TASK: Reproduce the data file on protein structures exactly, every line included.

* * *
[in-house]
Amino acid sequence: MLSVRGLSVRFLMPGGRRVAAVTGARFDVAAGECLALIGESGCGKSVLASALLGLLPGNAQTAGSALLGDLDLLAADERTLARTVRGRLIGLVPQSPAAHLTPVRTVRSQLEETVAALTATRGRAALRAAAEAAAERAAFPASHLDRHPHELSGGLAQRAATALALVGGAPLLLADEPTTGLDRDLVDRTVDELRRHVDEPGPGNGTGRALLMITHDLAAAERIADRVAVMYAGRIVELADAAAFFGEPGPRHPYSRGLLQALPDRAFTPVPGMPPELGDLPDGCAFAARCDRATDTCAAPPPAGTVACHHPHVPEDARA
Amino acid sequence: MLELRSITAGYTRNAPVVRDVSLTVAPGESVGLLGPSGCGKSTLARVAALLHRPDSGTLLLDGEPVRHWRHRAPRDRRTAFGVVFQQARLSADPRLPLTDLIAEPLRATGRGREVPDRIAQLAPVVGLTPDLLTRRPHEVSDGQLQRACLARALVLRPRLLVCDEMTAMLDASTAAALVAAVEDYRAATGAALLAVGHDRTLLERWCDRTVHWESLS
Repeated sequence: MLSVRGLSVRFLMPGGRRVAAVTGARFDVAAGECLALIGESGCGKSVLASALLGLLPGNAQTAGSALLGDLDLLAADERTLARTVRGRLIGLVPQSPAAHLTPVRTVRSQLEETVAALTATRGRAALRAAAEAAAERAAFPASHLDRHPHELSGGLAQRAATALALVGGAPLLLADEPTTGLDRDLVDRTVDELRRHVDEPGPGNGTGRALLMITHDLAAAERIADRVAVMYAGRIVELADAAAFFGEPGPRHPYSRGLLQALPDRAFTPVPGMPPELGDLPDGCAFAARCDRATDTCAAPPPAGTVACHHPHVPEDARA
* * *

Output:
[in-house]
Amino acid sequence: MLSVRGLSVRFLMPGGRRVAAVTGARFDVAAGECLALIGESGCGKSVLASALLGLLPGNAQTAGSALLGDLDLLAADERTLARTVRGRLIGLVPQSPAAHLTPVRTVRSQLEETVAALTATRGRAALRAAAEAAAERAAFPASHLDRHPHELSGGLAQRAATALALVGGAPLLLADEPTTGLDRDLVDRTVDELRRHVDEPGPGNGTGRALLMITHDLAAAERIADRVAVMYAGRIVELADAAAFFGEPGPRHPYSRGLLQALPDRAFTPVPGMPPELGDLPDGCAFAARCDRATDTCAAPPPAGTVACHHPHVPEDARA
Amino acid sequence: MLELRSITAGYTRNAPVVRDVSLTVAPGESVGLLGPSGCGKSTLARVAALLHRPDSGTLLLDGEPVRHWRHRAPRDRRTAFGVVFQQARLSADPRLPLTDLIAEPLRATGRGREVPDRIAQLAPVVGLTPDLLTRRPHEVSDGQLQRACLARALVLRPRLLVCDEMTAMLDASTAAALVAAVEDYRAATGAALLAVGHDRTLLERWCDRTVHWESLS
Repeated sequence: MLSVRGLSVRFLMPGGRRVAAVTGARFDVAAGECLALIGESGCGKSVLASALLGLLPGNAQTAGSALLGDLDLLAADERTLARTVRGRLIGLVPQSPAAHLTPVRTVRSQLEETVAALTATRGRAALRAAAEAAAERAAFPASHLDRHPHELSGGLAQRAATALALVGGAPLLLADEPTTGLDRDLVDRTVDELRRHVDEPGPGNGTGRALLMITHDLAAAERIADRVAVMYAGRIVELADAAAFFGEPGPRHPYSRGLLQALPDRAFTPVPGMPPELGDLPDGCAFAARCDRATDTCAAPPPAGTVACHHPHVPEDARA